• Home-host country distance in offshore governance choices

      Gooris, Julien; Peeters, Carine (Journal of International Management, 2014)
      This paper studies the effect of home–host country distance on the choice of governance mode in service offshoring. Using a Transaction Cost Economics approach, we explore the comparative costs of the hierarchical and contractual models to show that different dimensions of distance (geographic, cultural and institutional), because they generate different types of uncertainties, impact offshore governance choices in different ways. Empirical results confirm that, on the one hand, firms are more likely to respond to internal uncertainties resulting from geographic and cultural distance by leveraging the internal controls and collaboration mechanisms of a captive offshore service center. On the other hand, they tend to respond to external uncertainties resulting from institutional distance by limiting their foreign commitment and leveraging the resources and local experience of third party service providers. Finally, we find that the temporal distance component (time zone difference) of geographical dispersion between onshore and offshore countries plays a dominant role over the spatial distance component.
    • Why are companies offshoring innovation? The emerging global race for talent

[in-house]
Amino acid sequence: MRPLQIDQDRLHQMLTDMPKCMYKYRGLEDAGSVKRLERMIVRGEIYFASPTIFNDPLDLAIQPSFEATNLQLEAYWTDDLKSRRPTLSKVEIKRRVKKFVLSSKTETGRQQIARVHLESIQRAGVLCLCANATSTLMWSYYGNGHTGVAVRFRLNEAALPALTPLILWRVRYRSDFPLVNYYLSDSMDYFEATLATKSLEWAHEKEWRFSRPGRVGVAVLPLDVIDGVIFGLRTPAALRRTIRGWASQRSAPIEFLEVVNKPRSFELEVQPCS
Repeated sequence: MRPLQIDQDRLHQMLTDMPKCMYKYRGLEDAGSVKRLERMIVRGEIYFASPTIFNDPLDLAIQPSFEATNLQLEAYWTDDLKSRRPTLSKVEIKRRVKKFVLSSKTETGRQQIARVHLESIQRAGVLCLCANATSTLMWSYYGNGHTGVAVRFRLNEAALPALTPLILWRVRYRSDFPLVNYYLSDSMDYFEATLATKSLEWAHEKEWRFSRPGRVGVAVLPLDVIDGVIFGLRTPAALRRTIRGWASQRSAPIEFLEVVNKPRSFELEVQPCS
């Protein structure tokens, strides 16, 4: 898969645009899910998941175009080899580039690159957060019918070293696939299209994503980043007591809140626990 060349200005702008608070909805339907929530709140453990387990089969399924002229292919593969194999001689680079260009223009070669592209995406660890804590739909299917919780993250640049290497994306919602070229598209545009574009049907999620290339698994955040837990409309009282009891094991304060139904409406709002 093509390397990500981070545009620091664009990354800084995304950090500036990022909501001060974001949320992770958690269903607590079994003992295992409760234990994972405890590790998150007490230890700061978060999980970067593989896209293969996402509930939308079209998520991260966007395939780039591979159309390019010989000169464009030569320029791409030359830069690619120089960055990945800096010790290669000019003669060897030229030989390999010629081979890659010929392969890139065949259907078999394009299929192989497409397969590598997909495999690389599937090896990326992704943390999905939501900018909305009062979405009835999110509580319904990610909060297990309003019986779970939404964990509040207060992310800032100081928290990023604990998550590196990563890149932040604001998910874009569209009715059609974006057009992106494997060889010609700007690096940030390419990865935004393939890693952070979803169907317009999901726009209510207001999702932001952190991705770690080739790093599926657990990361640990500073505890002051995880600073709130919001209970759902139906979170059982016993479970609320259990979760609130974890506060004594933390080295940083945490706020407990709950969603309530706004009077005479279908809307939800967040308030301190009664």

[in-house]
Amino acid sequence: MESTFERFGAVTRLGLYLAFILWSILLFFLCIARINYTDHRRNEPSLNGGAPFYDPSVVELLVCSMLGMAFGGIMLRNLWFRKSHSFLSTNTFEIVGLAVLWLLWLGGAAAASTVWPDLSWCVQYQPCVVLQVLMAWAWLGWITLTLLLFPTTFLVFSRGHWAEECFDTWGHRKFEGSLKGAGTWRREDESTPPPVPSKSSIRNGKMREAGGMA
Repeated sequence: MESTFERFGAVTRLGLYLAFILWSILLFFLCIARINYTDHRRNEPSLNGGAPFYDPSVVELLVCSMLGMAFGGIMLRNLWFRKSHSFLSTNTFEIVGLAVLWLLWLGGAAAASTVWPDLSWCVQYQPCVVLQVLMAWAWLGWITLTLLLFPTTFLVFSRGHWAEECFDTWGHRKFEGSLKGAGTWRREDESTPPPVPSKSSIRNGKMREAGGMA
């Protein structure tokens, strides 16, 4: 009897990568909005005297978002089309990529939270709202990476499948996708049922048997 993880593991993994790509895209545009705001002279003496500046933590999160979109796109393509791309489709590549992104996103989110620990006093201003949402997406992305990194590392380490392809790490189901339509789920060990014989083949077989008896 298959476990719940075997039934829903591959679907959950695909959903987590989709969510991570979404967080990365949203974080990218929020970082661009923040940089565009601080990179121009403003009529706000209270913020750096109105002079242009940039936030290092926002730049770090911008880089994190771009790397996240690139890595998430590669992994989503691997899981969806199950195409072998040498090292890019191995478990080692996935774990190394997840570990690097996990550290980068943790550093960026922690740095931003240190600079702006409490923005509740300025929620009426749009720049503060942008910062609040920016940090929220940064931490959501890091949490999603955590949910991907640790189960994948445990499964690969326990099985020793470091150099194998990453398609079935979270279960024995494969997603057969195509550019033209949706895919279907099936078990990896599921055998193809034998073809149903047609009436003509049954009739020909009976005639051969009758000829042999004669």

Lewin, Arie Y.; Massini, Silvia; Peeters, Carine (Journal of International Business Studies, 2009)
      This paper empirically studies determinants of decision by companies to offshore innovation activities. It uses survey data from the international Offshoring Research Network project to estimate the impact of managerial intentionality, past experience, and environmental factors on the probability of offshoring innovation projects. The results show that the emerging shortage of highly skilled science and engineering talent in the US and, more generally, the need to access qualified personnel are important explanatory factors for offshoring innovation decisions. Moreover, contrary to drivers of many other functions, labor arbitrage is less important than other forms of cost savings. The paper concludes with a discussion of the changing dynamics underlying offshoring of innovation activities, suggesting that companies are entering a global race for talent.